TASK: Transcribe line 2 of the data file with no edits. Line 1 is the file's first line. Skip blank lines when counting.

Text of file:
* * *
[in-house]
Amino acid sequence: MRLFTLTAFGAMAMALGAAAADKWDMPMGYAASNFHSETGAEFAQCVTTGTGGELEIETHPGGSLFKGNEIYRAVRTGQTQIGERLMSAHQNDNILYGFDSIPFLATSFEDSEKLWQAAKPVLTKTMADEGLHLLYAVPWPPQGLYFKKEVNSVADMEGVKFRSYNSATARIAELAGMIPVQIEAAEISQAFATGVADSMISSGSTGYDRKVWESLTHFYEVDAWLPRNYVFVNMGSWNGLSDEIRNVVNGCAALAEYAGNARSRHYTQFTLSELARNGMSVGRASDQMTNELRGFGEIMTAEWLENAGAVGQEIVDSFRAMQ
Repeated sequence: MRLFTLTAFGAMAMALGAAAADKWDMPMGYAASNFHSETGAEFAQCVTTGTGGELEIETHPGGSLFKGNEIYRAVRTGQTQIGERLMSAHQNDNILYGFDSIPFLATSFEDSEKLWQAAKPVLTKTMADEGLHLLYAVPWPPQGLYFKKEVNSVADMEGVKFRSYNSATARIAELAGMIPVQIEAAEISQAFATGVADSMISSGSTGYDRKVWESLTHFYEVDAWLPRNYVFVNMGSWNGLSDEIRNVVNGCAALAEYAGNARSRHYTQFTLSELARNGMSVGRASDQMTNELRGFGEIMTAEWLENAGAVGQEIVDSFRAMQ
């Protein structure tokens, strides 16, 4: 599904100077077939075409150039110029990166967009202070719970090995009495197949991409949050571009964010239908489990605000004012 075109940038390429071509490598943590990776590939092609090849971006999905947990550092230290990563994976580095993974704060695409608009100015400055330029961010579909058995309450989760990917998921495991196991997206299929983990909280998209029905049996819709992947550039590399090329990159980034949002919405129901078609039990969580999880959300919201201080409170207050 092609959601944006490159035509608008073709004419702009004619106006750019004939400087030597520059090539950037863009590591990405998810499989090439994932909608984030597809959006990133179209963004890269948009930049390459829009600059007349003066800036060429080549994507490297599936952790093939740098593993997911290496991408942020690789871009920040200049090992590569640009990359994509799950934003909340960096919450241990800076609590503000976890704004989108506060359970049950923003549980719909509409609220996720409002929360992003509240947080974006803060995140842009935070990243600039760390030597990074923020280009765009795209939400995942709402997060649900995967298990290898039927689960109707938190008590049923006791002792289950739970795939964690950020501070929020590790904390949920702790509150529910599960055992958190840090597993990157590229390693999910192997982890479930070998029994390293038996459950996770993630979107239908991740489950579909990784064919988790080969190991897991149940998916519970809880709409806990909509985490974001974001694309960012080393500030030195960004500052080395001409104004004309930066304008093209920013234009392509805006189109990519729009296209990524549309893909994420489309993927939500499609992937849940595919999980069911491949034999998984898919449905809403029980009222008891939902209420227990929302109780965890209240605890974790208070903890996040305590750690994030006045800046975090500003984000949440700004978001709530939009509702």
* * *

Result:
Amino acid sequence: MRLFTLTAFGAMAMALGAAAADKWDMPMGYAASNFHSETGAEFAQCVTTGTGGELEIETHPGGSLFKGNEIYRAVRTGQTQIGERLMSAHQNDNILYGFDSIPFLATSFEDSEKLWQAAKPVLTKTMADEGLHLLYAVPWPPQGLYFKKEVNSVADMEGVKFRSYNSATARIAELAGMIPVQIEAAEISQAFATGVADSMISSGSTGYDRKVWESLTHFYEVDAWLPRNYVFVNMGSWNGLSDEIRNVVNGCAALAEYAGNARSRHYTQFTLSELARNGMSVGRASDQMTNELRGFGEIMTAEWLENAGAVGQEIVDSFRAMQ